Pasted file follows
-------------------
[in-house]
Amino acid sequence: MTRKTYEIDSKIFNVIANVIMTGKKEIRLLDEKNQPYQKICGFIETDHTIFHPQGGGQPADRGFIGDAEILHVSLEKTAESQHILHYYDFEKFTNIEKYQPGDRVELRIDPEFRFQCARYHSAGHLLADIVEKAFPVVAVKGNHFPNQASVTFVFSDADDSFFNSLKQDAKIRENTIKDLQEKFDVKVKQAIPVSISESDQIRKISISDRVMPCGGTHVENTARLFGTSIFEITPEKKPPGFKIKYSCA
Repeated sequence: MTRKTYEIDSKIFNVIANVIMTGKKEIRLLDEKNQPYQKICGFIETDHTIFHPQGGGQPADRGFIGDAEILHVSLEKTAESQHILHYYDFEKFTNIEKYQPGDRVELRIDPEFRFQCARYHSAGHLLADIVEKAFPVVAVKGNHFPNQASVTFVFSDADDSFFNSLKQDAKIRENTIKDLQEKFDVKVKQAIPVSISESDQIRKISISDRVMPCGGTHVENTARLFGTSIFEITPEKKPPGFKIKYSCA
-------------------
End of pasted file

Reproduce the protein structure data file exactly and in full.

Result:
[in-house]
Amino acid sequence: MTRKTYEIDSKIFNVIANVIMTGKKEIRLLDEKNQPYQKICGFIETDHTIFHPQGGGQPADRGFIGDAEILHVSLEKTAESQHILHYYDFEKFTNIEKYQPGDRVELRIDPEFRFQCARYHSAGHLLADIVEKAFPVVAVKGNHFPNQASVTFVFSDADDSFFNSLKQDAKIRENTIKDLQEKFDVKVKQAIPVSISESDQIRKISISDRVMPCGGTHVENTARLFGTSIFEITPEKKPPGFKIKYSCA
Repeated sequence: MTRKTYEIDSKIFNVIANVIMTGKKEIRLLDEKNQPYQKICGFIETDHTIFHPQGGGQPADRGFIGDAEILHVSLEKTAESQHILHYYDFEKFTNIEKYQPGDRVELRIDPEFRFQCARYHSAGHLLADIVEKAFPVVAVKGNHFPNQASVTFVFSDADDSFFNSLKQDAKIRENTIKDLQEKFDVKVKQAIPVSISESDQIRKISISDRVMPCGGTHVENTARLFGTSIFEITPEKKPPGFKIKYSCA